To a 300-milliliter Hastaloy C Magnedrive autoclave equipped with a mechanical stirrer was charged 10.0 grams (0.041 mole) of 4,4'-dihydroxyhydrobenzoin, 2.0 grams (0.0080 mole) of cobalt (II) acetate tetrahydrate, and 70 milliliters of 1-butanol. The reaction vessel was thereafter charged to 3300 pounds per square inch gauge (psig) with a mixture of hydrogen/carbon monoxide (2200 psig of hydrogen/1100 psig of carbon monoxide) and heated to 180° C with stirring at 800 revolutions per minute (rpm). The reaction was allowed to continue for a period of 1 hour. On cooling to about 50° C a homogeneous red liquid product solution was obtained. Gas chromatographic analysis of the solution showed the absence of any 4,4'-dihydroxyhydrobenzoin and that greater than 75 percent of the higher boiling components was 1,2-bis(4-hydroxyphenyl)ethane. Removal of the solvent (1-butanol) in vacuo followed by recrystallization of the resulting solid product from acetic acid gave an isolated yield of 6.2 grams (70.7 percent ) of 1,2-bis(4-hydroxyphenyl)ethane as white crystals, melting point 199°-200° C. The identification of the product was confirmed by nuclear magnetic resonance spectroscopy and by gas chromatographic analysis of the volatile trimethylsilyl derivative, 1,2-bis(4-trimethylsilyloxyphenyl)ethane, which was prepared in accordance with conventional procedures by reaction of the white crystalline product with N,O-bis(trimethylsilyl)trifluoroacetamide with pyridine as a catalyst at 130° C for about 5 minutes.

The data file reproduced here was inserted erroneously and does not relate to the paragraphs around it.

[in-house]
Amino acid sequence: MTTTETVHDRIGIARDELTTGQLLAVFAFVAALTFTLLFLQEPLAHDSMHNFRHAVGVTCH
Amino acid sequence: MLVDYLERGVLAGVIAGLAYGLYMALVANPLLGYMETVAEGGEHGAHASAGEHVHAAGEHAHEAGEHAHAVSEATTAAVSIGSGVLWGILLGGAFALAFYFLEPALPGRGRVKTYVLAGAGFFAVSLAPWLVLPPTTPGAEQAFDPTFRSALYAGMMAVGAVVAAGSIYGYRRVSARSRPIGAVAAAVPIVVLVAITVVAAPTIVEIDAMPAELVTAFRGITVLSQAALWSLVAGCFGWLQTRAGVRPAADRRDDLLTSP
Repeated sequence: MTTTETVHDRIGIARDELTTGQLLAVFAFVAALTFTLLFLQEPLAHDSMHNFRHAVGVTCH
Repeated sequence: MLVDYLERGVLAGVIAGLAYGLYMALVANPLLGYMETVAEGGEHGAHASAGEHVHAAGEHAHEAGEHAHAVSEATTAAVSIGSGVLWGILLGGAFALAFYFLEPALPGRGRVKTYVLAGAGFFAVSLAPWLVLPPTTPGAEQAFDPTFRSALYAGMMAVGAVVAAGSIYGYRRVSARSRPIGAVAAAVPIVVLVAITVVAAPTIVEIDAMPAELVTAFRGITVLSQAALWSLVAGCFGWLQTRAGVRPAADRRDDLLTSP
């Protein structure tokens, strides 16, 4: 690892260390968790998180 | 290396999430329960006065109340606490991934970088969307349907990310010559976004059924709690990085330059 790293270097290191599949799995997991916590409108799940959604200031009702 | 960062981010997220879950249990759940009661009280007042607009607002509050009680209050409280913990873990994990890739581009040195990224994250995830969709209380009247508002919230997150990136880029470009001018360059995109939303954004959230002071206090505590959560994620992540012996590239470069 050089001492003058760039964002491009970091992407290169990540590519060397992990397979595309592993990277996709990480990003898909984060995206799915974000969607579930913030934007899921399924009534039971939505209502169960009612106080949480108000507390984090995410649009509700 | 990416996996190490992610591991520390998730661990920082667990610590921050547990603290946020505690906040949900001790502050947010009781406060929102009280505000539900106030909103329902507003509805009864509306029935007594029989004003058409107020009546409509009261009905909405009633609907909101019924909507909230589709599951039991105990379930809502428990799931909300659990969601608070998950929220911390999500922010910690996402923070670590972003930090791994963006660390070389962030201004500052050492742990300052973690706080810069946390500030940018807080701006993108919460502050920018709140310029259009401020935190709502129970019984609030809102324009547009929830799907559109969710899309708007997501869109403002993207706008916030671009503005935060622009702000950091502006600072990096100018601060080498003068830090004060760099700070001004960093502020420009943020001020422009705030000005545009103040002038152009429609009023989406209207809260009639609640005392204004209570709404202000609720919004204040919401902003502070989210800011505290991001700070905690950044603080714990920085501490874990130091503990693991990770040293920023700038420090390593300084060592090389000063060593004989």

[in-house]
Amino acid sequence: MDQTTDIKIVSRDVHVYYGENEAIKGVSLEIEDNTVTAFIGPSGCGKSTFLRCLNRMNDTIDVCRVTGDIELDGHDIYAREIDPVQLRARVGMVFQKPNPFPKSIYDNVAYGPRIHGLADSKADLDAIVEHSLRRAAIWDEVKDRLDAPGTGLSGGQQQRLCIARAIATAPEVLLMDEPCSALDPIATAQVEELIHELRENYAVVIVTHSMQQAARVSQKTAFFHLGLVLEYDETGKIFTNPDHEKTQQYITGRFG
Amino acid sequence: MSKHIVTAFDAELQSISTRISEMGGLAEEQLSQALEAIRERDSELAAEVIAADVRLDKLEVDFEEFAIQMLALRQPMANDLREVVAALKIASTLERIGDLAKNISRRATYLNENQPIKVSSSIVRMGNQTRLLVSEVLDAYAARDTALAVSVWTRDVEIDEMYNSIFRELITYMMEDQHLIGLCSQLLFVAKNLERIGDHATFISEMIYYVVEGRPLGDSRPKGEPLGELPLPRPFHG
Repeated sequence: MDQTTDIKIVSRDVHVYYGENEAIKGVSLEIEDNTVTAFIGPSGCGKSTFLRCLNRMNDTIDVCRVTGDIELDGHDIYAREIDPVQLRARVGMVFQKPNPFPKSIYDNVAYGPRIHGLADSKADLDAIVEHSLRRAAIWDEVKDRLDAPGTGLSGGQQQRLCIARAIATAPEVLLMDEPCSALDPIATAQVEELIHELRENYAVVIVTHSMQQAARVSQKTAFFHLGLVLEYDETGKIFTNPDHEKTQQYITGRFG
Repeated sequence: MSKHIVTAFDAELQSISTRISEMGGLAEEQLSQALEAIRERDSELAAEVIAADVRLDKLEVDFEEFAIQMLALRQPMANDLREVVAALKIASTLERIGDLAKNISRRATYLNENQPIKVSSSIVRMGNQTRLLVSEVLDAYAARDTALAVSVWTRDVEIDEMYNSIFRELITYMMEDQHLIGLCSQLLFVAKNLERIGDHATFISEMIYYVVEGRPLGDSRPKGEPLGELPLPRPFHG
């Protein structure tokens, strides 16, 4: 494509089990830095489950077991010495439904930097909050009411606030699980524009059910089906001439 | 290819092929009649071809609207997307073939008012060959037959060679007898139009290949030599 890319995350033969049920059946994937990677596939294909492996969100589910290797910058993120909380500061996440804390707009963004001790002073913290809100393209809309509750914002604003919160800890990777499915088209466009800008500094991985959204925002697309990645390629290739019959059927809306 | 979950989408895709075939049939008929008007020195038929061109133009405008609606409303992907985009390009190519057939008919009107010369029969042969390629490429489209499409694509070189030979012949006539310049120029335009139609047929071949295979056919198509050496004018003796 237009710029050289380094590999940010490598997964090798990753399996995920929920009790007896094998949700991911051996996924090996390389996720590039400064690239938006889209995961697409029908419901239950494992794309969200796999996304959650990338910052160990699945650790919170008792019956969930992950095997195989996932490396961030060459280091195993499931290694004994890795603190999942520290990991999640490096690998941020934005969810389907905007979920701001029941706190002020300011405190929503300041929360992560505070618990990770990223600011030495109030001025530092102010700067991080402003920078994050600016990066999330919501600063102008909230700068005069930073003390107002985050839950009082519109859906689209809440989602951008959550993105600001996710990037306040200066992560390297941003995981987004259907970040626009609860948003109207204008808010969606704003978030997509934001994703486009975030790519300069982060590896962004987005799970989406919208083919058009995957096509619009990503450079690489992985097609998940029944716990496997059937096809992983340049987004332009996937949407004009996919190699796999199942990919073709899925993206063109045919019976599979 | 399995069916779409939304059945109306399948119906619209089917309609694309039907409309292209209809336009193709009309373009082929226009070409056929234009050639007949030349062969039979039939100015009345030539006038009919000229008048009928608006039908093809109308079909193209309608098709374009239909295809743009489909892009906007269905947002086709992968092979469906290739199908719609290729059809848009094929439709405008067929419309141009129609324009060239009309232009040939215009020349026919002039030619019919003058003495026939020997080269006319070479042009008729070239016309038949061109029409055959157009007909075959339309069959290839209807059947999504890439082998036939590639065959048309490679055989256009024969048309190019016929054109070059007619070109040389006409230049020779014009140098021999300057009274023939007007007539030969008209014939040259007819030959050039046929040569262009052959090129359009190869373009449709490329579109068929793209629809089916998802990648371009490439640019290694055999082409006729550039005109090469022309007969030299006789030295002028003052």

The procedure and reaction vessel (autoclave) described in EXAMPLE 1 above was employed with the exception that the autoclave was charged to 1100 psig with carbon monoxide and heated, with stirring at 800 rpm, to 200° C. Hydrogen was then charged to the autoclave to a total pressure of 3800 psig for a hydrogen to carbon monoxide molar ratio of 2:1. The reaction was allowed to continue for a period of 1 hour. After completion of the reaction, the reaction mixture and the autoclave were allowed to cool to about 70° C. The resulting product solution was placed in a flask and cooled overnight in a refrigerator (approximately 16 hours) at about 2° C to induce crystallization. The crystals were collected by suction filtration and recrystallized from acetic acid to yield 6.2 grams (71 percent) of 1,2-bis(4-hydroxyphenyl)ethane as white crystals.
The filtrate from the product solution, along with 10.0 grams (0.041 mole) of 4,4'-dihydroxyhydrobenzoin was charged to the autoclave and the reaction was repeated as described above three additional times for a total of four times. The yield from the four repetitive runs averaged about 71 percent.
To a 300-milliliter stainless steel Magnedrive autoclave equipped with a mechanical stirrer was charged 10.0 grams (0.041 mole) of 4,4'-dihydroxyhydrobenzoin, 1.7 grams (0.0050 mole) of cobalt octacarbonyl, and 70 milliliters of 1-butanol. The reactor was thereafter charged to 3300 psig with a mixture of hydrogen/carbon monoxide (2200 psig of hydrogen/1100 psig of carbon monoxide). The reaction was heated, with vigorous stirring, to 200° C, which temperature was maintained for a period of 1 hour. The reactor was cooled and gas chromatographic analysis of the resulting product solution showed the presence of 1,2-bis(4-hydroxyphenyl)ethane in 82 percent yield.